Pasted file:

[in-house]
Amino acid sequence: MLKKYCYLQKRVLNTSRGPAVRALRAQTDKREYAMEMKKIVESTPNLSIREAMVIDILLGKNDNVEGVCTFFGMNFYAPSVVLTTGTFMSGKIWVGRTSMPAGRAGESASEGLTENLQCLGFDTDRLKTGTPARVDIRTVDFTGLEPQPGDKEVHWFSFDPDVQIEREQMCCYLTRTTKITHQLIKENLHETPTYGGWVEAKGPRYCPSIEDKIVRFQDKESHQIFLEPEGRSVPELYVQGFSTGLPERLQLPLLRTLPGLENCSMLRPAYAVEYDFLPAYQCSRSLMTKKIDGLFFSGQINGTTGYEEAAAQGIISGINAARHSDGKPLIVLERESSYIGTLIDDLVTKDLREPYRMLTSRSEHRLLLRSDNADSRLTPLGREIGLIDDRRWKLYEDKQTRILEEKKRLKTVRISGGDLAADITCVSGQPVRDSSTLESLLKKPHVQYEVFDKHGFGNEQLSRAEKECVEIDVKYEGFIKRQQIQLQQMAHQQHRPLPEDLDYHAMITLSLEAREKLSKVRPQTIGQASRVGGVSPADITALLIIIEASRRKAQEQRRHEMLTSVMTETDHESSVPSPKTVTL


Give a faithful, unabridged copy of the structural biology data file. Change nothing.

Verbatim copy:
[in-house]
Amino acid sequence: MLKKYCYLQKRVLNTSRGPAVRALRAQTDKREYAMEMKKIVESTPNLSIREAMVIDILLGKNDNVEGVCTFFGMNFYAPSVVLTTGTFMSGKIWVGRTSMPAGRAGESASEGLTENLQCLGFDTDRLKTGTPARVDIRTVDFTGLEPQPGDKEVHWFSFDPDVQIEREQMCCYLTRTTKITHQLIKENLHETPTYGGWVEAKGPRYCPSIEDKIVRFQDKESHQIFLEPEGRSVPELYVQGFSTGLPERLQLPLLRTLPGLENCSMLRPAYAVEYDFLPAYQCSRSLMTKKIDGLFFSGQINGTTGYEEAAAQGIISGINAARHSDGKPLIVLERESSYIGTLIDDLVTKDLREPYRMLTSRSEHRLLLRSDNADSRLTPLGREIGLIDDRRWKLYEDKQTRILEEKKRLKTVRISGGDLAADITCVSGQPVRDSSTLESLLKKPHVQYEVFDKHGFGNEQLSRAEKECVEIDVKYEGFIKRQQIQLQQMAHQQHRPLPEDLDYHAMITLSLEAREKLSKVRPQTIGQASRVGGVSPADITALLIIIEASRRKAQEQRRHEMLTSVMTETDHESSVPSPKTVTL